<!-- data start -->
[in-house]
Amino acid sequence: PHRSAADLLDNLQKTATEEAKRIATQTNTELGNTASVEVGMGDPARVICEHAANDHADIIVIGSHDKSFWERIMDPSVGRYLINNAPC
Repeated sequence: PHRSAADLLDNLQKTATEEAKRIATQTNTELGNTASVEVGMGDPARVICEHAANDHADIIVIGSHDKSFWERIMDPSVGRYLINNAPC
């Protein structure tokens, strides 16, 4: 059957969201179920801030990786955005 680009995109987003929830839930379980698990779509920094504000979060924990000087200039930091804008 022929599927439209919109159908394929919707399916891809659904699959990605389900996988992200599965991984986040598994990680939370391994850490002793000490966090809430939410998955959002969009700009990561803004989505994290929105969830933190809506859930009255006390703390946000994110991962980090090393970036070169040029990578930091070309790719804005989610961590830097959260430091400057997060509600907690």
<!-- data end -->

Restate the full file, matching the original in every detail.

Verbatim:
[in-house]
Amino acid sequence: PHRSAADLLDNLQKTATEEAKRIATQTNTELGNTASVEVGMGDPARVICEHAANDHADIIVIGSHDKSFWERIMDPSVGRYLINNAPC
Repeated sequence: PHRSAADLLDNLQKTATEEAKRIATQTNTELGNTASVEVGMGDPARVICEHAANDHADIIVIGSHDKSFWERIMDPSVGRYLINNAPC
């Protein structure tokens, strides 16, 4: 059957969201179920801030990786955005 680009995109987003929830839930379980698990779509920094504000979060924990000087200039930091804008 022929599927439209919109159908394929919707399916891809659904699959990605389900996988992200599965991984986040598994990680939370391994850490002793000490966090809430939410998955959002969009700009990561803004989505994290929105969830933190809506859930009255006390703390946000994110991962980090090393970036070169040029990578930091070309790719804005989610961590830097959260430091400057997060509600907690």